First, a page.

THE CONCRETE BRIDGE MAGAZINE

SPRING 2012

ASPIRE is a quarterly magazine published by PCI in cooperation with the associations of the National Concrete Bridge Council. The editorial content focuses on the latest technology and key issues in the Concrete Bridge Industry.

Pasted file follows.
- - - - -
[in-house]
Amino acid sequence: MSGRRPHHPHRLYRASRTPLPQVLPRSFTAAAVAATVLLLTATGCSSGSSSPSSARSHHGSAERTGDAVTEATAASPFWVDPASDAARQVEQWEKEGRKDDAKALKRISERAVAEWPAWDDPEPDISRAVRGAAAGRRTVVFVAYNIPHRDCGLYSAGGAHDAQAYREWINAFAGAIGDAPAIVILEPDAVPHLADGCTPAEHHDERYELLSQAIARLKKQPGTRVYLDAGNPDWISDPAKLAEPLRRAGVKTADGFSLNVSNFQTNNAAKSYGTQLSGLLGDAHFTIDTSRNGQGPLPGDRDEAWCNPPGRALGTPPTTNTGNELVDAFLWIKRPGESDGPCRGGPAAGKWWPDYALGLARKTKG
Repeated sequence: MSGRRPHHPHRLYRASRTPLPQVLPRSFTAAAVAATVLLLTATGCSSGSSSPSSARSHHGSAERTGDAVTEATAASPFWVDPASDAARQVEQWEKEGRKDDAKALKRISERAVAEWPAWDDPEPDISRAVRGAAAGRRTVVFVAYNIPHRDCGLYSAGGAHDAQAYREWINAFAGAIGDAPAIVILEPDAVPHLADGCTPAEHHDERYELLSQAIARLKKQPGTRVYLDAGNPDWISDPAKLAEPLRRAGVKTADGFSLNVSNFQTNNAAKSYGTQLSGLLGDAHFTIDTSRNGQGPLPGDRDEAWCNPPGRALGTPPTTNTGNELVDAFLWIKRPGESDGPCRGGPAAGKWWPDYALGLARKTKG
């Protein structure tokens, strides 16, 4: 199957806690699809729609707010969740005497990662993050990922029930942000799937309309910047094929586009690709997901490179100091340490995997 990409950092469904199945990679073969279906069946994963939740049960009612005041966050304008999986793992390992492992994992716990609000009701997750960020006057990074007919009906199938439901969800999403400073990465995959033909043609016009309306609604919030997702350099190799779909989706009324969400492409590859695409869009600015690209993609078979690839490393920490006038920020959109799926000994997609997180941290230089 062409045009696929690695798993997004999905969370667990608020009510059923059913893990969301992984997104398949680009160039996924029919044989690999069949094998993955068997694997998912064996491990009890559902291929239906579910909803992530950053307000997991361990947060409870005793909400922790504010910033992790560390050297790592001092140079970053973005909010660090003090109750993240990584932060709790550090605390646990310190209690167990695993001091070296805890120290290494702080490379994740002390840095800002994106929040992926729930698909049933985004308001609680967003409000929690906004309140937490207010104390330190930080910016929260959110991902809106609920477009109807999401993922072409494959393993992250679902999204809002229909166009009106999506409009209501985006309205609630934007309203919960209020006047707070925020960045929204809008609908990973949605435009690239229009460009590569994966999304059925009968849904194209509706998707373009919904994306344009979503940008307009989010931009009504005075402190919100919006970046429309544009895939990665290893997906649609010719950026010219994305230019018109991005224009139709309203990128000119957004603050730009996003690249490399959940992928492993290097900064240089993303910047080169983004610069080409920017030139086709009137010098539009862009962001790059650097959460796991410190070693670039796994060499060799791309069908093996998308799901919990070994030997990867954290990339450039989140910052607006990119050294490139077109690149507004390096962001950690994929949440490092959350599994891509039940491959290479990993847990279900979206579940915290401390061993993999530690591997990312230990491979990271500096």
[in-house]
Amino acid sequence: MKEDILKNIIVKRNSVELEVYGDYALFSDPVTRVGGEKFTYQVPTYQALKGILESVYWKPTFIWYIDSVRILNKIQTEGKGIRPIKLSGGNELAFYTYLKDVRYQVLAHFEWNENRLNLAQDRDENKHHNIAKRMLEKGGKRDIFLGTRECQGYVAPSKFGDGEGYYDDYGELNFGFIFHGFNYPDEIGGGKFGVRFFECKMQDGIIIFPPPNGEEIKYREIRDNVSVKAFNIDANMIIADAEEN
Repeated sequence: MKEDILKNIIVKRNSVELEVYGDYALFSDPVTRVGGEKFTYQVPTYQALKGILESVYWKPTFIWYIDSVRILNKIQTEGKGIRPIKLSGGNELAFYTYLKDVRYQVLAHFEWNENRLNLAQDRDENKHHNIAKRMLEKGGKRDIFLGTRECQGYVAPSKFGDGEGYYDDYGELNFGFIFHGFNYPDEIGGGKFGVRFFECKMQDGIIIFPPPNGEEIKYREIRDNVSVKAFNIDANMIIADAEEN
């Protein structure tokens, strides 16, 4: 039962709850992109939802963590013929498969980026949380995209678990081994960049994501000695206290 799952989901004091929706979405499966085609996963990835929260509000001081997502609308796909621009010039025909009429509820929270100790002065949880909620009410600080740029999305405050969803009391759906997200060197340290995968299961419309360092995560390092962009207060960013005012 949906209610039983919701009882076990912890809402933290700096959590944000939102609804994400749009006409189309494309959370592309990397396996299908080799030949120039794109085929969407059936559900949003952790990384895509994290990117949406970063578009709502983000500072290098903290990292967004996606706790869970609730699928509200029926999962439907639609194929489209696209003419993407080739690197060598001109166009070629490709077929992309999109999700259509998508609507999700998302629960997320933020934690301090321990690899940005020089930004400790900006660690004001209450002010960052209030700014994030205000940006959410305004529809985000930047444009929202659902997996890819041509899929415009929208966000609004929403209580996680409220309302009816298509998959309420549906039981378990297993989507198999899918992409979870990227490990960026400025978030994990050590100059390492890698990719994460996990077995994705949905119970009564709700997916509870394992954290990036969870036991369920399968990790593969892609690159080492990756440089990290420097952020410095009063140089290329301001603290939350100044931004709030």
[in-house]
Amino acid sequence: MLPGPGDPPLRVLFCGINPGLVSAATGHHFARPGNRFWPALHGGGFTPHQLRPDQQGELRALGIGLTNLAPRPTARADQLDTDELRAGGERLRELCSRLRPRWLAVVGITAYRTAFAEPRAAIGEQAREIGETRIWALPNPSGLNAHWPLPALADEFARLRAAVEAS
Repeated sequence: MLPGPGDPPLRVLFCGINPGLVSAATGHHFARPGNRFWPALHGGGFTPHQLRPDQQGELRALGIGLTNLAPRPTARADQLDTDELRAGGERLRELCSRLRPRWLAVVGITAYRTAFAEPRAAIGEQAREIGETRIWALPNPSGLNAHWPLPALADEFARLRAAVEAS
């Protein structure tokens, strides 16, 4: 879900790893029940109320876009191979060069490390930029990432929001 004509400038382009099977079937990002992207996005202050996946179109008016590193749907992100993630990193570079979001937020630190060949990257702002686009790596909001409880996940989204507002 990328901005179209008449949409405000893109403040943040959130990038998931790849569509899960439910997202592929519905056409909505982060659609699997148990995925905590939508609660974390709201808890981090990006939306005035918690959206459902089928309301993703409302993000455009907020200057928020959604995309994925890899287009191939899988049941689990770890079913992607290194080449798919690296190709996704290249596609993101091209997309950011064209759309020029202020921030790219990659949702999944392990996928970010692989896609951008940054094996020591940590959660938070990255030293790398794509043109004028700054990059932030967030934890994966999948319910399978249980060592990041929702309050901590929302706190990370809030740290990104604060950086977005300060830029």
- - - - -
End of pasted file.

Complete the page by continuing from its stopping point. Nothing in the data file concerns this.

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The bridge spans over nine active and five future railroad tracks. anchorages. With a maximum girder spacing of 10 ft 3 in., the spliced girders allowed the design team to eliminate at least two girder lines and reduce the structure depth by over 1 ft compared to a conventional girder design. This shallower structure depth also allowed the roadway profile to be lowered an equal amount, resulting in reduced costs for approach fill and MSE walls. T h e r e m a i n d e r o f t h e 2 9 R o a d Bridge and the ramp structure were constructed using conventional 72-in. and 63-in.-deep precast, prestressed concrete bulb-tee girders with a design concrete compressive strength of 8500 psi. The width of the 29 Road Bridge varies from 95 ft 3 in. at the connection to the I-70B Ramp to 79 ft 0 in. on the north approach end, accommodating two travel lanes, a bicycle lane and a sidewalk in each direction, and a right turn acceleration lane from the ramp access. The four spans north of the UPRR tracks over Fruitvale Ditch and I-70B measure 118, 69, 104, and 58 ft. The total length of the 29 Road crossing is 779 ft. The ramp structure from I-70B tees into 29 Road and is 320 ft long with a span configuration of 70, 80, 75, 47, and 48 ft. The ramp has a minimum width of 30 ft 10 in. to carry two lanes of traffic with shoulders. The ramp flares to a maximum width of 110 ft 6 in. at the connection with the 29 Road structure to provide left and right turn movements. The geometry at the end of the ramp was challenging because the last span is flared wider on each side. It spans between skewed supports and the final deck cross-slope had to match the profile of the center span on the 29 Road Bridge. To solve the span geometry, additional flared girders were added to the cross section, and the ramp span deck was not cast until the center span was constructed to help match the elevations. Fabrication and Shipment of Girders The girders were fabricated in Littleton, C o l o . , s o u t h w e s t o f D e n v e r a n d shipped 250 miles to Grand Junction on I-70. At the Continental Divide, I-70 passes through the Eisenhower Tunnel, which has a limited vertical clearance. Depending on the transport equipment used, deeper girders, such as an 84-in.-deep bulb-tee section, would have difficulty with the limitations of the tunnel. The alternate route to b y p a s s t h e t u n n e l o v e r L o v e l a n d Pass, adds time and cost, not to mention uncertainty with inclement weather. Working within other design requirements, the design team chose a spliced girder solution with 72-in.-deep girders. On a trailer, the girders are tall, but a 72-in.-deep bulb-tee girder with its projected reinforcement, just passes beneath the top of the tunnel. In the end, all girders were easily transported by truck through the Eisenhower Tunnel. No Falsework Required Once on site, the girders were erected by crane. The spliced girders were designed to span from pier to pier with no temporary falsework supports. The girders were pretensioned to control stresses during handling and shipping, which allowed the girders to be transported and erected as simple spans. The elimination of falsework was important to minimize impacts in the UPRR right-of-way. Once erected, the post-tensioning ducts were coupled, reinforcement placed, and the integral pier diaphragm concrete placed. Two tendons containing nine 0.6-in.-diameter strands in 3-in.-diameter ducts were installed in each girder and stressed to 395 kips each. Stressing from each end achieved the proper force along the parabolic tendon path. PRECAST, PRESTRESSED CONCRETE SPLICED-GIRDER bRIDGE AND RAMP CONNECTOR uSING PRECAST, PRESTRESSED CONCRETE, PARTIAL-DEPTH DECK PANELS AND CAST-IN-PLACE CONCRETE SubSTRuCTuRE / CITY OF GRAND JuNCTION AND MESA COuNTY, COLORADO, OWNERS BRIDGE DESCRIPTIoN: Seven-span, 779-ft-long precast, prestressed, spliced girder bridge (span lengths are 118, 69, 104, 58, 135, 157, and 138 ft) and a five-span, 320-ft-long precast, prestressed concrete girder ramp (span lengths are 70, 80, 75, 47, and 48 ft). both have a cast-in-place concrete composite deck cast on precast, prestressed concrete deck panels. The structures are supported on cast-in-place concrete column bents and abutments. STRuCTuRAL CoMPoNENTS: bridge: 30 CDOT 72-in.-deep, precast, prestressed concrete, modified bulb-tees, 10 CDOT 72-in.-deep, standard bulb-tees, 27 CDOT 63-in.-deep bulb tees, and 3½-in.-thick precast, prestressed concrete deck panels; Ramp: 53 CDOT 63-in.-deep bulb-tees, and 3½-in.-thick precast, prestressed concrete deck panels BRIDGE CoNSTRuCTIoN CoST: Total project $34 million; bridge cost $7.5 million ($107/ft 2 ) Delivery of a precast, prestressed concrete spliced girder section at the site. The completed 29 Road Bridge and the intersection of the I-70B Ramp on the left. Photo: Paul Jagim, City of Grand Junction, Colo. ASPIRE , Spring 2012 | 33 Book_Spr12.indb 33 4/3/12 9:18 AM

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